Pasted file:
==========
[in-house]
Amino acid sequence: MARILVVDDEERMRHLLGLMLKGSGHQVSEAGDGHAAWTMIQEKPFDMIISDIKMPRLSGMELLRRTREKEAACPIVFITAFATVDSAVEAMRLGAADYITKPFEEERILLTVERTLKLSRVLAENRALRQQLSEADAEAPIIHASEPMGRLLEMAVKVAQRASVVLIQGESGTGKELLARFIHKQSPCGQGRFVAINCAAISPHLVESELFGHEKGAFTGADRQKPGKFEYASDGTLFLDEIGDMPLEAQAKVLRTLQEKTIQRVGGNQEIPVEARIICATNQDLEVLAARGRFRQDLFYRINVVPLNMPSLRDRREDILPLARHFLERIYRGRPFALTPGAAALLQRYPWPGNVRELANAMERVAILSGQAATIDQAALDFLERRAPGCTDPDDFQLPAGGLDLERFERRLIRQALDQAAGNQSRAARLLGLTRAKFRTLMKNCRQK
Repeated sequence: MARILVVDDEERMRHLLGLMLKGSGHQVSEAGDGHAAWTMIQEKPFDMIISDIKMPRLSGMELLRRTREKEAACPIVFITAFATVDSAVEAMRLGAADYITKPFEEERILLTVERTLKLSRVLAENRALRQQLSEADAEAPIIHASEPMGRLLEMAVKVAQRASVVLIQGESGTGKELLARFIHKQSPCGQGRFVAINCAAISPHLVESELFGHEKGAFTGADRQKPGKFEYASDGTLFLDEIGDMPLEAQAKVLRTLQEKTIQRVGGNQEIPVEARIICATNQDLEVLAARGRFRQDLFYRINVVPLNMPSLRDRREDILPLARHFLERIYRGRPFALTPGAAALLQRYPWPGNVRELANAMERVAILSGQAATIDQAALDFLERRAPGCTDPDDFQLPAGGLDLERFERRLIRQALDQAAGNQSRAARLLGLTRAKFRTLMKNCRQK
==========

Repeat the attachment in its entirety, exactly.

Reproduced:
[in-house]
Amino acid sequence: MARILVVDDEERMRHLLGLMLKGSGHQVSEAGDGHAAWTMIQEKPFDMIISDIKMPRLSGMELLRRTREKEAACPIVFITAFATVDSAVEAMRLGAADYITKPFEEERILLTVERTLKLSRVLAENRALRQQLSEADAEAPIIHASEPMGRLLEMAVKVAQRASVVLIQGESGTGKELLARFIHKQSPCGQGRFVAINCAAISPHLVESELFGHEKGAFTGADRQKPGKFEYASDGTLFLDEIGDMPLEAQAKVLRTLQEKTIQRVGGNQEIPVEARIICATNQDLEVLAARGRFRQDLFYRINVVPLNMPSLRDRREDILPLARHFLERIYRGRPFALTPGAAALLQRYPWPGNVRELANAMERVAILSGQAATIDQAALDFLERRAPGCTDPDDFQLPAGGLDLERFERRLIRQALDQAAGNQSRAARLLGLTRAKFRTLMKNCRQK
Repeated sequence: MARILVVDDEERMRHLLGLMLKGSGHQVSEAGDGHAAWTMIQEKPFDMIISDIKMPRLSGMELLRRTREKEAACPIVFITAFATVDSAVEAMRLGAADYITKPFEEERILLTVERTLKLSRVLAENRALRQQLSEADAEAPIIHASEPMGRLLEMAVKVAQRASVVLIQGESGTGKELLARFIHKQSPCGQGRFVAINCAAISPHLVESELFGHEKGAFTGADRQKPGKFEYASDGTLFLDEIGDMPLEAQAKVLRTLQEKTIQRVGGNQEIPVEARIICATNQDLEVLAARGRFRQDLFYRINVVPLNMPSLRDRREDILPLARHFLERIYRGRPFALTPGAAALLQRYPWPGNVRELANAMERVAILSGQAATIDQAALDFLERRAPGCTDPDDFQLPAGGLDLERFERRLIRQALDQAAGNQSRAARLLGLTRAKFRTLMKNCRQK